My Pierre Etaix piece, an epic career overview, is now up at The Criterion Collection website.
Archive for John Ford
John Ford’s 1927 Fox comedy UPSTREAM starts off in a theatrical rooming house — and stays there for half its running time. The scenario allows Ford to have fun with stereotyped theatre types, and a little fun with space, too.
The movie has that early Fox look, all smoky and grimy yet luminous, to which Time has added a loving filigree of nitrate decomposition, dancing away at the edge of frame like the fingerprints of a jellyfish.
In this dinner scene, the whole cast is gathered around a table — we see that the landlady is at the head of the table and her lodgers are arrayed along both sides. News comes that an important booking agent has arrived at the front door, and each struggling ham briefly imagines that the call is for him or her. And here Ford does something very strange.
Tracking laterally along the table, he captures the reverie of each of his cast — in a single, straight line.
The weird thing about that is that it’s impossible, since we’ve already seen that half the actors are at one side of the table, half at the other. But since Ford wanted an unbroken, linear track, he’s brought in a table twice as long as the one in the establishing shot and sat everybody along one side, like in The Last Supper.
Oddly, this abandonment of elementary continuity isn’t off-putting. I doubt if everybody even notices it, so compelling is Ford’s tracking shot (a bit like the starry crab dolly along the canteen tables in SHOW PEOPLE). The idea is consistent with the German expressionist approach at Fox. Edgar Ulmer claimed that the expressionists would build a new set for every camera angle, to get their compositions to work out just the way they’d drawn them. In Frank Borzage’s masterpiece SEVENTH HEAVEN, how many viewers have any problem with the glaring fact that the garret where Janet Gaynor lives is apparently reached by two completely different stairwells, one that’s angular, for the crane shot, and one that’s spiral for the overhead angle?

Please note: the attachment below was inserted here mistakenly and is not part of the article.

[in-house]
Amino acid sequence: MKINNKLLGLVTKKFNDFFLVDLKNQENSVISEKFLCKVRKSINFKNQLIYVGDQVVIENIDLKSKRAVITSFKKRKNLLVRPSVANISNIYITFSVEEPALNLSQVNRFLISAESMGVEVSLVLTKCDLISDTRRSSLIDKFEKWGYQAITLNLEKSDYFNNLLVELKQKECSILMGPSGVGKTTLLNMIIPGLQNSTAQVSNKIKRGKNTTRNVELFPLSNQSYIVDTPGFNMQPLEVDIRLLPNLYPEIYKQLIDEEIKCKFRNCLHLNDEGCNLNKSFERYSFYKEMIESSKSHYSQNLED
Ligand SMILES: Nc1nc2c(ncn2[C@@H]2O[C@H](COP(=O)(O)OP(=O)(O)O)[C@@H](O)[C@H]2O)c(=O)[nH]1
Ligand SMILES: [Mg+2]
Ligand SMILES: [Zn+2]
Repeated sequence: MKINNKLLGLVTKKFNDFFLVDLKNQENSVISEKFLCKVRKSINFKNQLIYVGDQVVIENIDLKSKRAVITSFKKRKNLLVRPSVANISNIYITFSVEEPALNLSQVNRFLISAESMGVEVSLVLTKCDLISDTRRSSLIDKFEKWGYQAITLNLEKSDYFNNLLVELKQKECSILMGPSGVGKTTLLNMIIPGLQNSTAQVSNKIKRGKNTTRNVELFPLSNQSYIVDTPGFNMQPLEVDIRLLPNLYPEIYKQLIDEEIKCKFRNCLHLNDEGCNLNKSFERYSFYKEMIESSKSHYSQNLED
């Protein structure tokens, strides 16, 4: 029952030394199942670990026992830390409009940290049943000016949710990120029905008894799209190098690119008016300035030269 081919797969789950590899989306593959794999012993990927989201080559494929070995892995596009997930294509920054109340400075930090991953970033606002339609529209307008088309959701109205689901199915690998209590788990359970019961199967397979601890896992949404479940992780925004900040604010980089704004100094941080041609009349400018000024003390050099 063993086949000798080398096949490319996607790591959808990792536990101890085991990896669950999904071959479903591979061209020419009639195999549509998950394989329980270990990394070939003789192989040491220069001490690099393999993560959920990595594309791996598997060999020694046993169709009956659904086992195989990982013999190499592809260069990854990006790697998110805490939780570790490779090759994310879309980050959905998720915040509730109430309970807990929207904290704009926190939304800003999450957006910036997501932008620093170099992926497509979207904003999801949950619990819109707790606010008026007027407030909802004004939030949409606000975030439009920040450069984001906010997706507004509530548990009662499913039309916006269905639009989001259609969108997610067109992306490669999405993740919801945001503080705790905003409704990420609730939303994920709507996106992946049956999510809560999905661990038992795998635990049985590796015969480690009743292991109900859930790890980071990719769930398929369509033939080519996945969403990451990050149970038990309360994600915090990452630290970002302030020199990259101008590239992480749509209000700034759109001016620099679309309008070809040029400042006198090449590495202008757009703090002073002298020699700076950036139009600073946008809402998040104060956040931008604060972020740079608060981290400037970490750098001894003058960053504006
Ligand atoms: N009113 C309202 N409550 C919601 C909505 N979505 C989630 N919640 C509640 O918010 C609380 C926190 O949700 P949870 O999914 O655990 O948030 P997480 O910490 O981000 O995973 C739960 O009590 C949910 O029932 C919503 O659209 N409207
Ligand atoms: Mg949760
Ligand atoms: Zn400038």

This kind of vigorous warping of the physical universe was continued by Hitchcock in SHADOW OF A DOUBT, when he had different shapes and sizes of dinner tables used to allow him to group his actors as tightly or loosely as the compositions required. One table was egg-shaped, so that the cast could be clustered at the sharp end and all appear in a shot representing the mother’s POV. But that isn’t near as bold as the Fox examples — you aren’t meant to notice it, and you don’t.
I would like to see more of this kind of creative craziness.
From HANGMAN’S HOUSE, included in the epic Ford at Fox box set. I’m still holding out for a Hawks at Fox box set — quite apart from the crying need for a good release of A GIRL IN EVERY PORT, there’s my own perhaps excessive and unjustified need to see TRENT’S LAST CASE, or what’s left of it. The combination of Raymond Griffith as star and Hawks as director speaks to me. Plus, Hawks at Fox — it rhymes!
John Ford is a bit embarrassing about Ireland, isn’t he? It’s OK for those of us who aren’t Irish, or more or less OK (I find THE QUIET MAN a bit hard to take in places), but rather a burden for the Irish, who have already suffered so much, what with Neil Jordan and everything. You can feel it in actor Donal Donnelly’s interview in Lindsay Anderson’s terrific study About John Ford — the discomfort with Ford’s strange nationalistic-touristic attitude to his purported homeland, and also the awkward fact that Ford undoubtedly liked and admired Donnelly, but Donnelly wasn’t quite so sure about Ford. Oh, he greatly respected Ford’s work as filmmaker, he just wasn’t so sure about those aspects of it pertaining to Ireland. And I’ve just noticed that Donnelly was actually born in Yorkshire. If he could find Ford’s sentiment for Ireland embarrassing, I wonder how Jack MacGowran felt?
I’m off to Dublin now — Shadowplay will continue, perhaps a little erratically, for the month of November, before bouncing back in December with The Late Show: The Late Films Blogathon. Get scribbling, you scribblers!